Washington: Researchers have suggested that eating at least seven daily portions of fruit and vegetables could be the best chance to stave off death from any cause.
According to the data, vegetables may pack more of a protective punch than fruit.
The authors analysed lifestyle data for more than 65,000 randomly selected adults aged at least 35, derived from annual national health surveys for England between 2001and 2008. And they tracked recorded deaths from among the sample for an average of 7.5 years.
On average, the survey respondents said they had eaten just under four portions of fruit and vegetables the previous day. During the monitoring period 4399 people died (6.7 per cent of the sample).
The analysis revealed that eating fruit and vegetables was associated with a lower risk of death, overall, and deaths from heart disease/stroke and cancer. The higher the intake of fruit and vegetables, the greater the protective effects seemed to be.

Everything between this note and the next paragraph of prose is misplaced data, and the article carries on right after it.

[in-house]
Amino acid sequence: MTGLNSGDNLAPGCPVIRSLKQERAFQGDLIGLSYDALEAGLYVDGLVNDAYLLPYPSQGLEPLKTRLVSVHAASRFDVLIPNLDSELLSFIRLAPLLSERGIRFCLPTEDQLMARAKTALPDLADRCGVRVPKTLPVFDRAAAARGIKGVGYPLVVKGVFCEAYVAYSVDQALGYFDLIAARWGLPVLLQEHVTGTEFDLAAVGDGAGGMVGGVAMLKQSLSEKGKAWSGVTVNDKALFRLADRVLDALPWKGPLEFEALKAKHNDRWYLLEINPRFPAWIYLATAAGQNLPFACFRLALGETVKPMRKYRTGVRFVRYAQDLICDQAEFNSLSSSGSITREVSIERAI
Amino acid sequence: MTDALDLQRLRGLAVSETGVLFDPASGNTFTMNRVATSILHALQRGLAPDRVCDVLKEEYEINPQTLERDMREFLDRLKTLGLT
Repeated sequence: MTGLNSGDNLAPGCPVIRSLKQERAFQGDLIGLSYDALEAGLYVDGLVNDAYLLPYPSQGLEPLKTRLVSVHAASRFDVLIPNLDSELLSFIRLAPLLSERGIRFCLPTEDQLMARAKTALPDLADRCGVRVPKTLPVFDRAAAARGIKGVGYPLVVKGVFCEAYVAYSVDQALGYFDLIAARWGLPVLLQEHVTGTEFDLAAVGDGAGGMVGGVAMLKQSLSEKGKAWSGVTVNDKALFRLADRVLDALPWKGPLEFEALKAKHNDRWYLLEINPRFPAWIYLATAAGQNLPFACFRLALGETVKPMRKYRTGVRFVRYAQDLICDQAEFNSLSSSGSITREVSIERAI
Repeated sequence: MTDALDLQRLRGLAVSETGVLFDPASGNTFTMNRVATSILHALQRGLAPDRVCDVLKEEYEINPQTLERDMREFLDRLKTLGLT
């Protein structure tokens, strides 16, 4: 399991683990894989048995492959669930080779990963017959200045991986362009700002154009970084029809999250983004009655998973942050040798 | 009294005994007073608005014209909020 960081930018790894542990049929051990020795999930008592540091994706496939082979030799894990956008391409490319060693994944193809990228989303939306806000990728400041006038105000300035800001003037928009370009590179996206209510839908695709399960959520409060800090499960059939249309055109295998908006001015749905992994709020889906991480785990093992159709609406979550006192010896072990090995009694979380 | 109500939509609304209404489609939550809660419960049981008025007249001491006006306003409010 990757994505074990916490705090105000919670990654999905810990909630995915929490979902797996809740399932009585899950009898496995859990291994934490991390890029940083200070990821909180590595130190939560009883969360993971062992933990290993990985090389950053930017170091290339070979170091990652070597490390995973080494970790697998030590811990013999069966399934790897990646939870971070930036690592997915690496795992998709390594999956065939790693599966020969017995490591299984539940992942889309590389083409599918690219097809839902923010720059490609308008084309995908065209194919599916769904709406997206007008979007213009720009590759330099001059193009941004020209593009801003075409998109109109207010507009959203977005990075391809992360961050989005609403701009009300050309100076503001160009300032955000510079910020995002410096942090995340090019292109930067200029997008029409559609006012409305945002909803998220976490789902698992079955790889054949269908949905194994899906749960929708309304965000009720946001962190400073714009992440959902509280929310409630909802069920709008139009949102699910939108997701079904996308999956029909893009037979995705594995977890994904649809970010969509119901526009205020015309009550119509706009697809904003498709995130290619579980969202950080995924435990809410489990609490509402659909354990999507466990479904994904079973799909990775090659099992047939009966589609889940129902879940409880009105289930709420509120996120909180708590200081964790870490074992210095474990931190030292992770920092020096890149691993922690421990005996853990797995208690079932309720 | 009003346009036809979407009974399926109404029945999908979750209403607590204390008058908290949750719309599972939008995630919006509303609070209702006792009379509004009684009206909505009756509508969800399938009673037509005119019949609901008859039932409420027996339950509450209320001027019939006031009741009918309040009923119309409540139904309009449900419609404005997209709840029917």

Eating at least seven daily portions was linked to a 42 per cent lower risk of death from all causes and from cancer and heart disease/stroke of 25 per cent and 31 per cent, respectively, after excluding deaths within the first year of the monitoring period.
Vegetables may be more protective, the figures suggest: 2-3 daily portions were linked to a 19 per cent lower risk of death, compared with a 10 per cent lower risk for the equivalent amount of fruit. And each portion of salad or vegetables seemed to confer a 12-15 per cent lower risk of death .
The research has been published online in the Journal of Epidemiology and Community Health.